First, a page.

Wednesday, August 18, 2010

No gain

August 11 -- The goats were worked last Thursday by Jeff Semler, Derrick Bender, and Jeanne Dietz-Band.  Data were recorded by Pam Thomas. Jeff Semler determined FAMACHA©, body condition, coat condition, and dag scores. Derrick Bender weighed the goats. Susan Schoenian was in Nova Scotia teaching Integrated Parasite Management (IPM) to sheep and goat producers.

No gain
Due to poor pasture conditions, it was no surprise that the goats simply maintained their weight over the previous two-week period.  Weight gain ranged from -4 to + 4 lbs. and averaged 0.16 lbs.  Average daily gain (ADG) ranged from -0.286 to +0.286 lbs. per day and averaged 0.011 lbs. per day. On the positive side, no goat lost significant weight.  John Smith (VA) had two goats that gained 4 lbs. over the past two weeks.

For the first 56 days of the test, average daily gain has ranged from -0.036 to 0.411 lbs. per day and averaged 0.13 lbs. per day.  The top-gaining buck remains the #2 buck consigned by Craig Adams (IL). John Smith and Wes Pinneo (KS) both have bucks that have gained 0.321 lbs. per day. All of the top-gaining bucks are Kiko.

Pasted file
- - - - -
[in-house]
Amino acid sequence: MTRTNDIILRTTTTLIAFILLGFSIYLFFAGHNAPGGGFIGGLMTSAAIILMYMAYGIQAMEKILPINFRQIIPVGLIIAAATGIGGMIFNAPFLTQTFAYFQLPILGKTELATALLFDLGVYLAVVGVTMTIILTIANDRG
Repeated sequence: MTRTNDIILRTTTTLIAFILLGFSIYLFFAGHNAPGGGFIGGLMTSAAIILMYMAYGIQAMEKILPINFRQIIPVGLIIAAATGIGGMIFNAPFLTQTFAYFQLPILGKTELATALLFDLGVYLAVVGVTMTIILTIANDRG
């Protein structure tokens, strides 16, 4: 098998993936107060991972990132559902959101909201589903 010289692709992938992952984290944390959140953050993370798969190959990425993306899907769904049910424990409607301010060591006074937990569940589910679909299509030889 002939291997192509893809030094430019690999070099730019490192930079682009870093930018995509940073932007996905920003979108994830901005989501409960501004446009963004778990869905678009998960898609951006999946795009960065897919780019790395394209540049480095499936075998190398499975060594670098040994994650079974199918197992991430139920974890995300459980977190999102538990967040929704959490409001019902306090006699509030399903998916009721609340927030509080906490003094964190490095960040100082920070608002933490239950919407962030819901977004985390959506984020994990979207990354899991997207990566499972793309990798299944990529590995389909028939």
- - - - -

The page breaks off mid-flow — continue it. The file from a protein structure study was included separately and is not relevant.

Last Thursday's FAMACHA©  scores ranged from 1 to 3 and averaged 1.8.  None of the goats required anthelmintic treatment. Body condition scores declined slightly from two weeks ago, from 2.5 to 2.3.  Coat condition scores were virtually unchanged. Dag scores improved a half score, from 1.7 to 1.1, as very few goats showed signs of scours.

July 29 FECs
Fecal egg counts from the samples collected on July 29 ranged from 0 to 3,350 eggs per gram. Only six goats had fecal egg counts above 1,000 epg.  Only two goats had fecal egg counts above 2,000 epg. 

According to the August 2010 issue of Turning the Worm (an Australian newsletter), the pathogenic burden of the barber pole worm is 2,000 epg.  At the beginning of July, the worm burden at the test site was 100 percent Haemonchus (barber pole worm).

Seventeen of the fecal samples contained no strongyle (round/stomach) worm eggs.  While the dry weather is not conducive to the development of the barber pole worm, close grazing may result in some goats consuming higher amounts of infective worm larvae.

The goats still have access to protein tubs and a round bale of hay.  They will be worked next on Wednesday, August 25, a day early, due to state fair commitments among several members of the goat team.

Download August 12 (day-56) report